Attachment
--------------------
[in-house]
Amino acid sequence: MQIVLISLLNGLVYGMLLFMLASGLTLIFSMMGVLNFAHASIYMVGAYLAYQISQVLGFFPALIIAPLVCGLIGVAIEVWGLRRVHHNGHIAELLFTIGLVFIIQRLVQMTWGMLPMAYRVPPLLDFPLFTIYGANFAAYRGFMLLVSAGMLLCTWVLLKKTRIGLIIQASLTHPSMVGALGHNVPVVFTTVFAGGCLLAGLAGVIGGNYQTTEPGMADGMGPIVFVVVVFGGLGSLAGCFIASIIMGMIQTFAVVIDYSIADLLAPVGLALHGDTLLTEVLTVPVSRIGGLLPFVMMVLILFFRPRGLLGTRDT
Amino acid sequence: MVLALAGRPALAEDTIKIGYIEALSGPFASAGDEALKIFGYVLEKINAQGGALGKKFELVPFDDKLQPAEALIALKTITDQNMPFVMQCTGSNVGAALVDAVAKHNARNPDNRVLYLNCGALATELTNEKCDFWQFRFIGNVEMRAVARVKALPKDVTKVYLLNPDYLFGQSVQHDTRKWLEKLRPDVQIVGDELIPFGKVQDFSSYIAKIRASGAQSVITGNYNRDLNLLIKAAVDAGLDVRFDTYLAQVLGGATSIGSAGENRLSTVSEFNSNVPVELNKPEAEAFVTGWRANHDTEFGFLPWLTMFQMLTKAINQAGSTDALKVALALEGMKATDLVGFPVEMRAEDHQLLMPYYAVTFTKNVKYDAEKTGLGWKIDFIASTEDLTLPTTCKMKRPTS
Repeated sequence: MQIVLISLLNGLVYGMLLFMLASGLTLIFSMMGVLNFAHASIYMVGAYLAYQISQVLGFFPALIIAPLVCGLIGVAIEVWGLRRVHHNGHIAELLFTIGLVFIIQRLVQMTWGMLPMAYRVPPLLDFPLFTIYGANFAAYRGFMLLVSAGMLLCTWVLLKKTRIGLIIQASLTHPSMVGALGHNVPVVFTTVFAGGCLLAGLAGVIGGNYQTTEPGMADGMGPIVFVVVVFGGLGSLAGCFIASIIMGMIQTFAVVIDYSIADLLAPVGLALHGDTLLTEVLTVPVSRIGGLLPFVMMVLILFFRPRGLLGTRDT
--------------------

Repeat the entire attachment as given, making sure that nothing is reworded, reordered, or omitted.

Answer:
[in-house]
Amino acid sequence: MQIVLISLLNGLVYGMLLFMLASGLTLIFSMMGVLNFAHASIYMVGAYLAYQISQVLGFFPALIIAPLVCGLIGVAIEVWGLRRVHHNGHIAELLFTIGLVFIIQRLVQMTWGMLPMAYRVPPLLDFPLFTIYGANFAAYRGFMLLVSAGMLLCTWVLLKKTRIGLIIQASLTHPSMVGALGHNVPVVFTTVFAGGCLLAGLAGVIGGNYQTTEPGMADGMGPIVFVVVVFGGLGSLAGCFIASIIMGMIQTFAVVIDYSIADLLAPVGLALHGDTLLTEVLTVPVSRIGGLLPFVMMVLILFFRPRGLLGTRDT
Amino acid sequence: MVLALAGRPALAEDTIKIGYIEALSGPFASAGDEALKIFGYVLEKINAQGGALGKKFELVPFDDKLQPAEALIALKTITDQNMPFVMQCTGSNVGAALVDAVAKHNARNPDNRVLYLNCGALATELTNEKCDFWQFRFIGNVEMRAVARVKALPKDVTKVYLLNPDYLFGQSVQHDTRKWLEKLRPDVQIVGDELIPFGKVQDFSSYIAKIRASGAQSVITGNYNRDLNLLIKAAVDAGLDVRFDTYLAQVLGGATSIGSAGENRLSTVSEFNSNVPVELNKPEAEAFVTGWRANHDTEFGFLPWLTMFQMLTKAINQAGSTDALKVALALEGMKATDLVGFPVEMRAEDHQLLMPYYAVTFTKNVKYDAEKTGLGWKIDFIASTEDLTLPTTCKMKRPTS
Repeated sequence: MQIVLISLLNGLVYGMLLFMLASGLTLIFSMMGVLNFAHASIYMVGAYLAYQISQVLGFFPALIIAPLVCGLIGVAIEVWGLRRVHHNGHIAELLFTIGLVFIIQRLVQMTWGMLPMAYRVPPLLDFPLFTIYGANFAAYRGFMLLVSAGMLLCTWVLLKKTRIGLIIQASLTHPSMVGALGHNVPVVFTTVFAGGCLLAGLAGVIGGNYQTTEPGMADGMGPIVFVVVVFGGLGSLAGCFIASIIMGMIQTFAVVIDYSIADLLAPVGLALHGDTLLTEVLTVPVSRIGGLLPFVMMVLILFFRPRGLLGTRDT